For many, Kafka is not only representative of the modern age, but its foremost prophet.
By Devorah Baum
3 March 2019
When Franz Kafka claimed ‘I am made of literature’ it wasn’t a metaphor, it was a metaphysical proposition. In his own case, he was suggesting, nothing distinguished between literature and life. Kafka’s case, however, was always much more than just his own: ‘Had one to name the artist who comes nearest to bearing the same kind of relation to our age that Dante, Shakespeare and Goethe bore to theirs’, wrote Auden, ‘Kafka is the first one would think of.’ For many, Kafka is not only representative of the modern age, but its foremost prophet.
His life in letters has had an afterlife that could easily have been written by Kafka himself. Their story is beautifully told by Benjamin Balint in Kafka’s Last Trial, which presents the prolonged legal battle over Kafka’s archive, including the original manuscript of The Trial, and which, in considering the case of each of the claimants, asks: who owns Kafka? And its corollary: where does Kafka belong?
It was Israel’s Supreme Court that was tasked with providing answers to questions that couldn’t be fairly judged without simultaneously betraying a writer who insisted that he did not even own himself and who, as much as he was tempted to belong to someone (a wife), or somewhere (Zion), never did seal any such deal. Kafka’s legacy was born in betrayal when his closest friend, Max Brod, refused to carry out his last wish: to burn his papers. Brod edited and published them instead, lending credence to Adorno’s notion that: ‘The crucial moment towards which everything in Kafka is directed is that in which men become aware that they are not themselves – that they themselves are things.’
Much as Kafka disavowed his own authority, it has proven remarkably impervious to those who would take it from him. So while, as Balint remarks, Kafka may be considered Brod’s ‘most enduring creation’, his book reveals that Brod is likewise one of Kafka’s most enduring creations: the archetypal subject who remains forever shut outside the mystery whose life’s great trial it was to promote, penetrate and own.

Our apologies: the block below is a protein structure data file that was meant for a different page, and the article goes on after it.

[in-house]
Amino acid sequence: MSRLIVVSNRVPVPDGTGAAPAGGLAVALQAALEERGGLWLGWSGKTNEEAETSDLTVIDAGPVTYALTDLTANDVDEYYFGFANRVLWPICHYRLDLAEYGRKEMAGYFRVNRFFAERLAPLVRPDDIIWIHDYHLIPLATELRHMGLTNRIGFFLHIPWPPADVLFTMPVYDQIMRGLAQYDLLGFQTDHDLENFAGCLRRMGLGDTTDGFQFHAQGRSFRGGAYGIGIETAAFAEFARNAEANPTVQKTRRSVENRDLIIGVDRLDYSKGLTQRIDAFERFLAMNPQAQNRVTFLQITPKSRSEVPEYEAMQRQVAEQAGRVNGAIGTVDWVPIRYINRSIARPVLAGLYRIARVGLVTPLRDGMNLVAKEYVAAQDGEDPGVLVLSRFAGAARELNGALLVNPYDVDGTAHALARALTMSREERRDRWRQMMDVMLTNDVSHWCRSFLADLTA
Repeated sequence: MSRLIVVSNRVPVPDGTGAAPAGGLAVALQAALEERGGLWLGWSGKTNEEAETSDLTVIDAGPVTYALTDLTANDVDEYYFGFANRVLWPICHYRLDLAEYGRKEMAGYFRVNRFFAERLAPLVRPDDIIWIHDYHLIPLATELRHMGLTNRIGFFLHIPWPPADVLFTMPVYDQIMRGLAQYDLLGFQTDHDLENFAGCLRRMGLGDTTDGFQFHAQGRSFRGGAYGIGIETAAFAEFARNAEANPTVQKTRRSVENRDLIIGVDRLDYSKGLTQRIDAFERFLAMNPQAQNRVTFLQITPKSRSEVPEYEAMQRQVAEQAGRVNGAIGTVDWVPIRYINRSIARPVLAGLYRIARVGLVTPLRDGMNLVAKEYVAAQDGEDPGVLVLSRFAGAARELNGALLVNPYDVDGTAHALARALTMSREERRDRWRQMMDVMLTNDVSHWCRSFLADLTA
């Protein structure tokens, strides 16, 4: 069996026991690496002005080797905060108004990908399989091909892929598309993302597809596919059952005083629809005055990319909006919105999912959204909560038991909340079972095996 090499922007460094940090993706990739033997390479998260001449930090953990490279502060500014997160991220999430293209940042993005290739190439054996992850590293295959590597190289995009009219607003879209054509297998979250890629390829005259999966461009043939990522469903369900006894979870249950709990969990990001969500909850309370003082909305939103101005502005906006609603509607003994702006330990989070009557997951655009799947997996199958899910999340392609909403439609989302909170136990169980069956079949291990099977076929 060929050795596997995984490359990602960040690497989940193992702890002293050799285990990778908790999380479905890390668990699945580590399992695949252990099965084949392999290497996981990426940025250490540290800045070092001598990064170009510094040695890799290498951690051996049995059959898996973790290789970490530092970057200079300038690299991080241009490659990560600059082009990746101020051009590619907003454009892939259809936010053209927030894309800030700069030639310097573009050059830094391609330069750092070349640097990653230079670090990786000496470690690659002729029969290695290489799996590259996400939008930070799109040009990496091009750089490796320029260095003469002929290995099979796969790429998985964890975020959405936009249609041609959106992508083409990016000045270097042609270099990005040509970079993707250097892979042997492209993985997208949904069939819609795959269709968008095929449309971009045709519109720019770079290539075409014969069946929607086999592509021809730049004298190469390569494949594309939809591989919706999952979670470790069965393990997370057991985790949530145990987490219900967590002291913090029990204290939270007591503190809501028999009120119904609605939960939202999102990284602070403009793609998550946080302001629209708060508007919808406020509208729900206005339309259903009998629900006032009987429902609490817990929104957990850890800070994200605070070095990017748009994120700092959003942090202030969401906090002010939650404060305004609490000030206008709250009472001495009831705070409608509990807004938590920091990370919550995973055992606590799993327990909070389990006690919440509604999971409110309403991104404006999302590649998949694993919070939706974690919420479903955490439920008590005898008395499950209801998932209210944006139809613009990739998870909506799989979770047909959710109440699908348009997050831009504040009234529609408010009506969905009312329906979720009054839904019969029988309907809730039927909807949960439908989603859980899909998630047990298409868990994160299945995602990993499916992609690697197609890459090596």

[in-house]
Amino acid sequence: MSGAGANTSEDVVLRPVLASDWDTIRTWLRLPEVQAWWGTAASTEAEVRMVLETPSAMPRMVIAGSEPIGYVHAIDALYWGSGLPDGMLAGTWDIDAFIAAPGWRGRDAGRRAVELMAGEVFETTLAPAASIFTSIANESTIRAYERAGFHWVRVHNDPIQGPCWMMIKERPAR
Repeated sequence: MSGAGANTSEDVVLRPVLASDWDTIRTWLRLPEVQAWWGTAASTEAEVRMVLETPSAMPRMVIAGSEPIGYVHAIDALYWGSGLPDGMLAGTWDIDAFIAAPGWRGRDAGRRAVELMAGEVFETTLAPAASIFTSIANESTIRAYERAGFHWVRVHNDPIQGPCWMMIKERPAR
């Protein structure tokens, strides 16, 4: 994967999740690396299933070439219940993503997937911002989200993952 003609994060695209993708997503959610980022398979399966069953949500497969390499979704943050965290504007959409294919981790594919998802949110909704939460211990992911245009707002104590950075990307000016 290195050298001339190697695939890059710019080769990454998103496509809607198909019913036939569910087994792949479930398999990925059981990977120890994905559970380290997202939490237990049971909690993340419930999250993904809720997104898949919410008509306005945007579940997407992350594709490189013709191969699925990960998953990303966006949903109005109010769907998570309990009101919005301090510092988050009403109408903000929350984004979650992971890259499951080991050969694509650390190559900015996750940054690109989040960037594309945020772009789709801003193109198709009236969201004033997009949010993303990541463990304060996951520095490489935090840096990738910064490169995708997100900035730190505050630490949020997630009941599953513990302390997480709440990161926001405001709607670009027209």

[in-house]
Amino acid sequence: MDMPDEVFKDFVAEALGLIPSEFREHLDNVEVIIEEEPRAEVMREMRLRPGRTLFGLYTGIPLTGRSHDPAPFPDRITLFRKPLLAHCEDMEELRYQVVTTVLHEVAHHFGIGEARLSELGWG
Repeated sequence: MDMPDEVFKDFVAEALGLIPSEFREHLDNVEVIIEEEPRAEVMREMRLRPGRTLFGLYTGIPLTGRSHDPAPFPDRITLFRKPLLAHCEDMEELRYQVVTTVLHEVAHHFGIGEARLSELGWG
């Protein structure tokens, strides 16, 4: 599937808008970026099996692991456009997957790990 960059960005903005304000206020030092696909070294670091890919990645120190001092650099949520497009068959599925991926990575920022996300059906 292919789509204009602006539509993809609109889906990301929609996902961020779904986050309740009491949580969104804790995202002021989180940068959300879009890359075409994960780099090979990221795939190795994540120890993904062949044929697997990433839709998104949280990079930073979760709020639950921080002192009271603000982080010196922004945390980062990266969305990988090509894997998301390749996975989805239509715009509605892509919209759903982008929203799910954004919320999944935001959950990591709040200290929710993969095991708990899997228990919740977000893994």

The real trial over Kafka’s literary legacy only came before the court when Brod died in Israel in 1968 and his estate, including Kafka’s papers, became subject to great dispute. The claimants were the named party of Brod’s will – his former secretary Esther Hoffe – and two national claimants, the National Library of Israel and the German Literary Archive in Marbach. Israel claimed Kafka for the Jewish state and Jewish literature. Germany claimed Kafka for the German language and, it implied, for universal literature. Until 2016 the court held that it was the private legatee who had the right to what Brod had bequeathed, even if, just as Brod had betrayed Kafka, so Hoffe didn’t necessarily ‘carry out what Brod wanted her to do’. Once Esther Hoffe died, the archives were reallocated by the court to the National Library of Israel. Esther’s daughter was thus rendered as powerless before the law as Kafka’s petitioner K: ‘As Eva Hoffe awoke in Tel Aviv one morning in August 2016 from uneasy dreams, she found herself transformed into a disinherited woman.’
There was always an oddness about the unliterary Hoffes claiming to ‘own Kafka’, though as Balint implies, at the point of Eva Hoffe’s disinheritance she metamorphosed into what she’d never quite been before. In losing all claim to Kafka, she emerged, as does anyone who feels unmoored and estranged from a world of which they’re nonetheless representative, as Kafka’s true heir. As Kafka wrote: ‘In the fight between you and the world, back the world.*’
* Devorah Baum is Associate Professor in English Literature and Critical Theory at the University of Southampton.